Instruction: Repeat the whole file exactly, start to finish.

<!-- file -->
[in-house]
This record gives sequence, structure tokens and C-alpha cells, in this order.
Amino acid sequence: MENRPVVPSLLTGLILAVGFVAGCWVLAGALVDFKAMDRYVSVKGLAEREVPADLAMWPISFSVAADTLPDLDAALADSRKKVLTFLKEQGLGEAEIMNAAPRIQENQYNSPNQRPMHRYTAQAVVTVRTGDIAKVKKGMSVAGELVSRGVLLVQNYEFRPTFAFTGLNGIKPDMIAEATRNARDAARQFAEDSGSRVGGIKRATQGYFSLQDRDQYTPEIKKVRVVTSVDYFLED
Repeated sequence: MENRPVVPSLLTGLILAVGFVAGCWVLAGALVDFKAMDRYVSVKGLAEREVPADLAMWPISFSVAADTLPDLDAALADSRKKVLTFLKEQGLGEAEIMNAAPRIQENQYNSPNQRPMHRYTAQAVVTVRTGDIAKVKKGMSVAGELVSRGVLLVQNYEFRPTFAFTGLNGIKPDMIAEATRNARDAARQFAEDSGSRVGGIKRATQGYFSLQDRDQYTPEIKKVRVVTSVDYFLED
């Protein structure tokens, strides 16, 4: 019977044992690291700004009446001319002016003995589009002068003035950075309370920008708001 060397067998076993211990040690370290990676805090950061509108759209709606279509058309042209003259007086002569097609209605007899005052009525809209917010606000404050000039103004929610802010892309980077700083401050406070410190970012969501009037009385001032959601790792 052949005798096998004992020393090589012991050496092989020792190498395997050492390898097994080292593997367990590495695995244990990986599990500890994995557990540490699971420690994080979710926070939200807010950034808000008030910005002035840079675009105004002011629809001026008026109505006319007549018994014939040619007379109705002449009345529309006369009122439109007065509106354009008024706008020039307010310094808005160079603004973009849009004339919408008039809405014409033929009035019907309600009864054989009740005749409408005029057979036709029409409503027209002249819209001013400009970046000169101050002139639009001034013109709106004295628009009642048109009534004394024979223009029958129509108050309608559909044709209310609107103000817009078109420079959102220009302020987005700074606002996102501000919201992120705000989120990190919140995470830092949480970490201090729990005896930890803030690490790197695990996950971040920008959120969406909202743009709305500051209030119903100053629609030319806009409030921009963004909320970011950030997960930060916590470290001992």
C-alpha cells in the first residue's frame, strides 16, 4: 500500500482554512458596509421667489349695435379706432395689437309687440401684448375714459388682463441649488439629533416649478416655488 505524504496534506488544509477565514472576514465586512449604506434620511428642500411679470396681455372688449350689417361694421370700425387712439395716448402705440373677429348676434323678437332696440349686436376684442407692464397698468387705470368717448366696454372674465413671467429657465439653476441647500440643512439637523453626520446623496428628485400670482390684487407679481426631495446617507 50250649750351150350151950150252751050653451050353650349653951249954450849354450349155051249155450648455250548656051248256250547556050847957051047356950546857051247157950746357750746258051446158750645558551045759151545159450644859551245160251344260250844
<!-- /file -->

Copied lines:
[in-house]
This record gives sequence, structure tokens and C-alpha cells, in this order.
Amino acid sequence: MENRPVVPSLLTGLILAVGFVAGCWVLAGALVDFKAMDRYVSVKGLAEREVPADLAMWPISFSVAADTLPDLDAALADSRKKVLTFLKEQGLGEAEIMNAAPRIQENQYNSPNQRPMHRYTAQAVVTVRTGDIAKVKKGMSVAGELVSRGVLLVQNYEFRPTFAFTGLNGIKPDMIAEATRNARDAARQFAEDSGSRVGGIKRATQGYFSLQDRDQYTPEIKKVRVVTSVDYFLED
Repeated sequence: MENRPVVPSLLTGLILAVGFVAGCWVLAGALVDFKAMDRYVSVKGLAEREVPADLAMWPISFSVAADTLPDLDAALADSRKKVLTFLKEQGLGEAEIMNAAPRIQENQYNSPNQRPMHRYTAQAVVTVRTGDIAKVKKGMSVAGELVSRGVLLVQNYEFRPTFAFTGLNGIKPDMIAEATRNARDAARQFAEDSGSRVGGIKRATQGYFSLQDRDQYTPEIKKVRVVTSVDYFLED
């Protein structure tokens, strides 16, 4: 019977044992690291700004009446001319002016003995589009002068003035950075309370920008708001 060397067998076993211990040690370290990676805090950061509108759209709606279509058309042209003259007086002569097609209605007899005052009525809209917010606000404050000039103004929610802010892309980077700083401050406070410190970012969501009037009385001032959601790792 052949005798096998004992020393090589012991050496092989020792190498395997050492390898097994080292593997367990590495695995244990990986599990500890994995557990540490699971420690994080979710926070939200807010950034808000008030910005002035840079675009105004002011629809001026008026109505006319007549018994014939040619007379109705002449009345529309006369009122439109007065509106354009008024706008020039307010310094808005160079603004973009849009004339919408008039809405014409033929009035019907309600009864054989009740005749409408005029057979036709029409409503027209002249819209001013400009970046000169101050002139639009001034013109709106004295628009009642048109009534004394024979223009029958129509108050309608559909044709209310609107103000817009078109420079959102220009302020987005700074606002996102501000919201992120705000989120990190919140995470830092949480970490201090729990005896930890803030690490790197695990996950971040920008959120969406909202743009709305500051209030119903100053629609030319806009409030921009963004909320970011950030997960930060916590470290001992």
C-alpha cells in the first residue's frame, strides 16, 4: 500500500482554512458596509421667489349695435379706432395689437309687440401684448375714459388682463441649488439629533416649478416655488 505524504496534506488544509477565514472576514465586512449604506434620511428642500411679470396681455372688449350689417361694421370700425387712439395716448402705440373677429348676434323678437332696440349686436376684442407692464397698468387705470368717448366696454372674465413671467429657465439653476441647500440643512439637523453626520446623496428628485400670482390684487407679481426631495446617507 50250649750351150350151950150252751050653451050353650349653951249954450849354450349155051249155450648455250548656051248256250547556050847957051047356950546857051247157950746357750746258051446158750645558551045759151545159450644859551245160251344260250844